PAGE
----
Week ending 31 January 2020
The Bill has had its second reading in the House of Lords, with issues raised about the wide-ranging powers being granted to the Pensions Regulator. A further concern is whether the new criminal sanctions might capture normal business activity and, in some cases, could apply to trustees and other third parties. There was also criticism about the lack of detail in the pensions dashboard proposals. The Bill will now proceed to the Committee stage.
Labour MP for East Ham, Stephen Timms, has been announced as the new chair of the Work and Pensions Select Committee, stepping into Frank Field’s shoes. Mr Timms has been Minister for Pensions twice and was also Shadow Minister for Pensions between 2010 and 2015.
Britvic has been told its scheme cannot change from RPI to CPI linked pension increases. The judge ruled that the scheme could only use a higher rate than that specified in its rules (rather than a lower one). The Chancellor’s consultation on possible future changes to RPI will begin in March 2020.
Three Lloyds Banking Group pension schemes have reinsured £10 billion of their longevity risk with Pacific Life Re. The deal, which covers the longevity risk of members in the Lloyds Bank Pension Schemes No 1 and No 2 and the HBOS Final Salary Pension Scheme, was facilitated by Scottish Widows.
The Co-operative Pension Scheme (known as PACE) has completed a bulk annuity deal with Aviva covering the liabilities of around 7,000 members and 12% of the scheme’s assets. The scheme has agreed an umbrella contract with the insurer, making it easier to complete future deals.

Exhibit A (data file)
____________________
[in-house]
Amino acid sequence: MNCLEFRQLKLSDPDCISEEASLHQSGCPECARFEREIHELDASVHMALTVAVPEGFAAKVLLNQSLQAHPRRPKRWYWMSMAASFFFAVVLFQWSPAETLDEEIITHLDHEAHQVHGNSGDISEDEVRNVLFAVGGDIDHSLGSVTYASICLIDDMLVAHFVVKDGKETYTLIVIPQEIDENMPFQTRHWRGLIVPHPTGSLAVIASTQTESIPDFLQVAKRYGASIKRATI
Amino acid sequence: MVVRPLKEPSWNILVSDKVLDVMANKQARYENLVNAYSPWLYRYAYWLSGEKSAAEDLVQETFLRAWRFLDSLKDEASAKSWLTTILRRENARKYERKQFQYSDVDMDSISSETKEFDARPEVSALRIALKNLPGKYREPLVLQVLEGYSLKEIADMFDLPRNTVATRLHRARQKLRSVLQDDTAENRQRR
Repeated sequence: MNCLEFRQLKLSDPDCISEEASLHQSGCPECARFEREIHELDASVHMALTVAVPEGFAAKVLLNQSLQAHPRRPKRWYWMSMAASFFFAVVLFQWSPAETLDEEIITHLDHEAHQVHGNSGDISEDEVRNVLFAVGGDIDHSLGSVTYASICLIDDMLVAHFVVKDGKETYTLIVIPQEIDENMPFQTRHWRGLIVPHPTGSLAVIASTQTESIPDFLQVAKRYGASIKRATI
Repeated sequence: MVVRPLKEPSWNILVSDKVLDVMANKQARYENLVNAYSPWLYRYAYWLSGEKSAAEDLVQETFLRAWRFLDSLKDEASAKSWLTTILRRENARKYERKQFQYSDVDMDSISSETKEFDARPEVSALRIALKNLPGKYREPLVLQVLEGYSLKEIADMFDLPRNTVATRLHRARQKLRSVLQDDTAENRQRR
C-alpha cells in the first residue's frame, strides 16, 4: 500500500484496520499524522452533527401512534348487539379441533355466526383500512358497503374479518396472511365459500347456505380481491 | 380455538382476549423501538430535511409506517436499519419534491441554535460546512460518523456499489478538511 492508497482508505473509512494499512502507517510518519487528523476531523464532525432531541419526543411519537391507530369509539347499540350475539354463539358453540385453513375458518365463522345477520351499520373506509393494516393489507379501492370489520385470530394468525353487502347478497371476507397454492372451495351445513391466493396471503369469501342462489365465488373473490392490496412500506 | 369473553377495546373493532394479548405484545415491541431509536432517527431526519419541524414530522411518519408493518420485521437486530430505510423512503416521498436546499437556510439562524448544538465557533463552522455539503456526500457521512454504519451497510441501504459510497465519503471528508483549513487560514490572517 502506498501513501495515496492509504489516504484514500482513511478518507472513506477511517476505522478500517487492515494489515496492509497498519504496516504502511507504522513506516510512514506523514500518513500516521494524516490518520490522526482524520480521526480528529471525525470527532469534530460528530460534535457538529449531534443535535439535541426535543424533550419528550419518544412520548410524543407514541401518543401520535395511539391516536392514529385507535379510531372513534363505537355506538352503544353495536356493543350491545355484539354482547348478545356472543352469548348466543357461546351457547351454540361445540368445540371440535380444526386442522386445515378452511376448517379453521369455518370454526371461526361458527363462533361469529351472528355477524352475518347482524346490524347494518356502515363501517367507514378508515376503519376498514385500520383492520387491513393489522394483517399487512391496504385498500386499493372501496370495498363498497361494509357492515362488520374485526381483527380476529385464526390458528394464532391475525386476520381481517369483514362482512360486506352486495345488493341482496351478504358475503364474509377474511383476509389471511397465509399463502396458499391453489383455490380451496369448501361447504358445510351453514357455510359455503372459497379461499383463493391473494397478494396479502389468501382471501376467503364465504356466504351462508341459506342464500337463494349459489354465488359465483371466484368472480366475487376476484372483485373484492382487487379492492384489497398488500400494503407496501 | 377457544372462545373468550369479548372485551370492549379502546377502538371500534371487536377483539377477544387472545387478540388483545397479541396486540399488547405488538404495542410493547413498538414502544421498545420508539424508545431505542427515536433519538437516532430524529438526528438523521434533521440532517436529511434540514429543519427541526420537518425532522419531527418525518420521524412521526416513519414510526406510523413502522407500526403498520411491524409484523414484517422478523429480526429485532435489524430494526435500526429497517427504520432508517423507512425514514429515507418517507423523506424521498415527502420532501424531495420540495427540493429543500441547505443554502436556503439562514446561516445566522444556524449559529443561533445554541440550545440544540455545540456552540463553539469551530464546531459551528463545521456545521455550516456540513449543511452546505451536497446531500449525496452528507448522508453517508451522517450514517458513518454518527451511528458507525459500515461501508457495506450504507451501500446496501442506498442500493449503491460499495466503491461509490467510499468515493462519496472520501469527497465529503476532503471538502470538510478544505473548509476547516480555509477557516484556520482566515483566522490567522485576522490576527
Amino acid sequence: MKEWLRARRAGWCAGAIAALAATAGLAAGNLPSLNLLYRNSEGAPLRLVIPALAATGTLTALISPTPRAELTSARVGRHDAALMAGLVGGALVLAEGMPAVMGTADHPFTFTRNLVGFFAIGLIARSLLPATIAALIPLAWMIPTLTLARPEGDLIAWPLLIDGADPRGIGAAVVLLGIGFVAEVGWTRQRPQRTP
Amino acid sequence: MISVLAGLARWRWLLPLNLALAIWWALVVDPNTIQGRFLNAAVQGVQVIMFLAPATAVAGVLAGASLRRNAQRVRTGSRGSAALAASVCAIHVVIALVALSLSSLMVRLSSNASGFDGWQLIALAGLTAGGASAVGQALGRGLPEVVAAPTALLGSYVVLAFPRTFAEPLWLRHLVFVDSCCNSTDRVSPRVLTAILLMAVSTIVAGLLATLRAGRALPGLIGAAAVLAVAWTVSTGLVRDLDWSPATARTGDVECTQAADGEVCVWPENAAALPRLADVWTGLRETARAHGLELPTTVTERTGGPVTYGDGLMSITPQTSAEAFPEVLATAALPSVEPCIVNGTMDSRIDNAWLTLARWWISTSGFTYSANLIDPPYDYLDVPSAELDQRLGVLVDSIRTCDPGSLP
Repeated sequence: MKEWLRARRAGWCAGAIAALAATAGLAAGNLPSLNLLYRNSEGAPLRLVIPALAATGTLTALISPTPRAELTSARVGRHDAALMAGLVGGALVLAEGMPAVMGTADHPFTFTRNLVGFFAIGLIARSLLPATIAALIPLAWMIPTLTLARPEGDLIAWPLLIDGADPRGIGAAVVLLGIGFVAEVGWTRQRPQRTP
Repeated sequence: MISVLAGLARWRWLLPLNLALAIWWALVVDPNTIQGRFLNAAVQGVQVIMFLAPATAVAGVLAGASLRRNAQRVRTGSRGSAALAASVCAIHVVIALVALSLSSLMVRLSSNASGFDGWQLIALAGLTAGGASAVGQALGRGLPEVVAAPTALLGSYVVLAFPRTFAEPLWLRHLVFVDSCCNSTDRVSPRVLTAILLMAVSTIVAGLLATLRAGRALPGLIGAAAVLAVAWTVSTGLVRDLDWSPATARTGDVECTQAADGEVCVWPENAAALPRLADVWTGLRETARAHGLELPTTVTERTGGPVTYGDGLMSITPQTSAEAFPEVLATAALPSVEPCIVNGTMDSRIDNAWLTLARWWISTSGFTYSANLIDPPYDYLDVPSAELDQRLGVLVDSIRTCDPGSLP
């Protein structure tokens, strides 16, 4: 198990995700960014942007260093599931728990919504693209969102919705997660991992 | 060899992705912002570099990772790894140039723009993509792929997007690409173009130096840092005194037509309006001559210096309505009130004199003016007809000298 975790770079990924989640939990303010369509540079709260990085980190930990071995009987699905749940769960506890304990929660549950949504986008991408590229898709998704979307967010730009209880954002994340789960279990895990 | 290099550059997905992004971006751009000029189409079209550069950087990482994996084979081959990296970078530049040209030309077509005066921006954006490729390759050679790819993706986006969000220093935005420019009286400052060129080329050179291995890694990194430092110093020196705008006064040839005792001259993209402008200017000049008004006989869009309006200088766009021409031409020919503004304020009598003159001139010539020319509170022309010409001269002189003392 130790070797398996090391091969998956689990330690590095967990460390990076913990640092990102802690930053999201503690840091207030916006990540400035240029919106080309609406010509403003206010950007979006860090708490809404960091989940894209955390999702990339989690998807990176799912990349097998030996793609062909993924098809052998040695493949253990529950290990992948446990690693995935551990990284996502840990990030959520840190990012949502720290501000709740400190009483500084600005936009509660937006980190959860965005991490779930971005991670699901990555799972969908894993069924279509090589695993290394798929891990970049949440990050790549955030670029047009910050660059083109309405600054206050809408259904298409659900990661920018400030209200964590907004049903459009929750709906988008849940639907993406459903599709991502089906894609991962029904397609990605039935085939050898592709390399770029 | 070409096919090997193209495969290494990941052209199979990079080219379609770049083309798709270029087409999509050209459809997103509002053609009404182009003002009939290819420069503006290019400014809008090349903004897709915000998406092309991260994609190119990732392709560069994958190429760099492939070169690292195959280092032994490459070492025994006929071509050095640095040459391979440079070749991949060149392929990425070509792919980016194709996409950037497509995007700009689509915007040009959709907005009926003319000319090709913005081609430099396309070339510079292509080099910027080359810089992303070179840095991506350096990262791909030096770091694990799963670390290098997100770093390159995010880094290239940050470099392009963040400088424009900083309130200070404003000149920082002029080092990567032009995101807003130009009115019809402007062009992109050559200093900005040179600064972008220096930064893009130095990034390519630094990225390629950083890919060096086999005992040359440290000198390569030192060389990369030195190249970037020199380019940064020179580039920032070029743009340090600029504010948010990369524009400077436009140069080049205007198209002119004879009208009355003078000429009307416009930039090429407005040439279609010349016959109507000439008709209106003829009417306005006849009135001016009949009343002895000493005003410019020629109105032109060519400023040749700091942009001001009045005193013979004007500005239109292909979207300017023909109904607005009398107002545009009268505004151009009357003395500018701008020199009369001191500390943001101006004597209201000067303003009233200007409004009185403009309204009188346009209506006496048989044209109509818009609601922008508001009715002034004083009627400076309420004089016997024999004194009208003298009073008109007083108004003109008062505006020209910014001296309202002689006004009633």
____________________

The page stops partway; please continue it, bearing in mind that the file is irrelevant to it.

In the news over the last week, the Regulator provides an interim response to its funding code consultation, the Pensions Minister confirms TPR’s new powers will not be retrospective, a ban will be introduced to stop flat fees being charged on small pots and the Dormant Assets Scheme expands to cover pensions.
This quarter’s Arena has a summary of our recent Pensions Perspective, “Endgame planning comes of age”, which looked at how long-term funding and investment plans are evolving and why companies are increasingly taking the lead in designing an endgame strategy. It also shows all the usual financial and investment analysis for the quarter ending 30 September 2020.
Journey plans or glide paths may have been around for a long time but they’re at the heart of the Regulator’s proposed new funding code. In this Pensions Perspective, Leonard Bowman looks at how long-term funding and investment plans are evolving and explains why companies are increasingly taking the lead in designing an endgame strategy for their schemes.
This quarter’s Arena has a summary of our recent Pensions Perspective, “Emerging from lockdown”, which looked at how best to tackle the most common pension issues which companies are currently facing. It also shows all the usual financial and investment analysis for the quarter ending 30 June 2020.
As we keep hearing, we are living in unprecedented times. However, as we turn our attention to the future, what does the “new normal” mean for defined benefit pension schemes? In this Pensions Perspective, Leonard Bowman considers the most common pension issues that companies are facing and how best to ensure that the company approaches these on the front foot.
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